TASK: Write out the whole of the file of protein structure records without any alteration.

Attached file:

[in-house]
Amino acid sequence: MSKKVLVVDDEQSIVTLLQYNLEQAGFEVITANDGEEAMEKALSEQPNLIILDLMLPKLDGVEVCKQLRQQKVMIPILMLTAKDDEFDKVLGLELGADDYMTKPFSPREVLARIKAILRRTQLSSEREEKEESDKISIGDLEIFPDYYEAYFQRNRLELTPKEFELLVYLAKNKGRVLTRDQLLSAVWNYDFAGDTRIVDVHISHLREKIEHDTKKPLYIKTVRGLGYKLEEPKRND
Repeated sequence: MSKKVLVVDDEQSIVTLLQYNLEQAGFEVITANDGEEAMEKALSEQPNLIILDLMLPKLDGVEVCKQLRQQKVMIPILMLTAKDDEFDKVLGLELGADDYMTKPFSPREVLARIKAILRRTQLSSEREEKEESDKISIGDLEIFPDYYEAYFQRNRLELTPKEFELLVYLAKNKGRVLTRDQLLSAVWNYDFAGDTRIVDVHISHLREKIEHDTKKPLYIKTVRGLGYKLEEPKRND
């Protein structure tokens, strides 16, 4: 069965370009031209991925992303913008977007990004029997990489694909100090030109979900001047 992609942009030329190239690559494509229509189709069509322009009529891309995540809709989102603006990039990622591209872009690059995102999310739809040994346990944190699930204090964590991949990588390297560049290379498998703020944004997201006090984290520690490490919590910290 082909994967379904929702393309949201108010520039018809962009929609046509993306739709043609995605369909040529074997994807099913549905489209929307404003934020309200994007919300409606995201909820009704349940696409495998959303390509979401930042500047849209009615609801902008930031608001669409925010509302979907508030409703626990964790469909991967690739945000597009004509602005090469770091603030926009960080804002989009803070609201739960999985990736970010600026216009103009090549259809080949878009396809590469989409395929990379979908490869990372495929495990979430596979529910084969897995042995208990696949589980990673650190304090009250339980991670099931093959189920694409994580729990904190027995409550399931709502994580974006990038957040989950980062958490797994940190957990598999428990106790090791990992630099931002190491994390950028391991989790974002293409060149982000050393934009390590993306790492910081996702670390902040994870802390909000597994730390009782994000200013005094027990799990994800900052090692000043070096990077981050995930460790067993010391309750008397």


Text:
[in-house]
Amino acid sequence: MSKKVLVVDDEQSIVTLLQYNLEQAGFEVITANDGEEAMEKALSEQPNLIILDLMLPKLDGVEVCKQLRQQKVMIPILMLTAKDDEFDKVLGLELGADDYMTKPFSPREVLARIKAILRRTQLSSEREEKEESDKISIGDLEIFPDYYEAYFQRNRLELTPKEFELLVYLAKNKGRVLTRDQLLSAVWNYDFAGDTRIVDVHISHLREKIEHDTKKPLYIKTVRGLGYKLEEPKRND
Repeated sequence: MSKKVLVVDDEQSIVTLLQYNLEQAGFEVITANDGEEAMEKALSEQPNLIILDLMLPKLDGVEVCKQLRQQKVMIPILMLTAKDDEFDKVLGLELGADDYMTKPFSPREVLARIKAILRRTQLSSEREEKEESDKISIGDLEIFPDYYEAYFQRNRLELTPKEFELLVYLAKNKGRVLTRDQLLSAVWNYDFAGDTRIVDVHISHLREKIEHDTKKPLYIKTVRGLGYKLEEPKRND
């Protein structure tokens, strides 16, 4: 069965370009031209991925992303913008977007990004029997990489694909100090030109979900001047 992609942009030329190239690559494509229509189709069509322009009529891309995540809709989102603006990039990622591209872009690059995102999310739809040994346990944190699930204090964590991949990588390297560049290379498998703020944004997201006090984290520690490490919590910290 082909994967379904929702393309949201108010520039018809962009929609046509993306739709043609995605369909040529074997994807099913549905489209929307404003934020309200994007919300409606995201909820009704349940696409495998959303390509979401930042500047849209009615609801902008930031608001669409925010509302979907508030409703626990964790469909991967690739945000597009004509602005090469770091603030926009960080804002989009803070609201739960999985990736970010600026216009103009090549259809080949878009396809590469989409395929990379979908490869990372495929495990979430596979529910084969897995042995208990696949589980990673650190304090009250339980991670099931093959189920694409994580729990904190027995409550399931709502994580974006990038957040989950980062958490797994940190957990598999428990106790090791990992630099931002190491994390950028391991989790974002293409060149982000050393934009390590993306790492910081996702670390902040994870802390909000597994730390009782994000200013005094027990799990994800900052090692000043070096990077981050995930460790067993010391309750008397």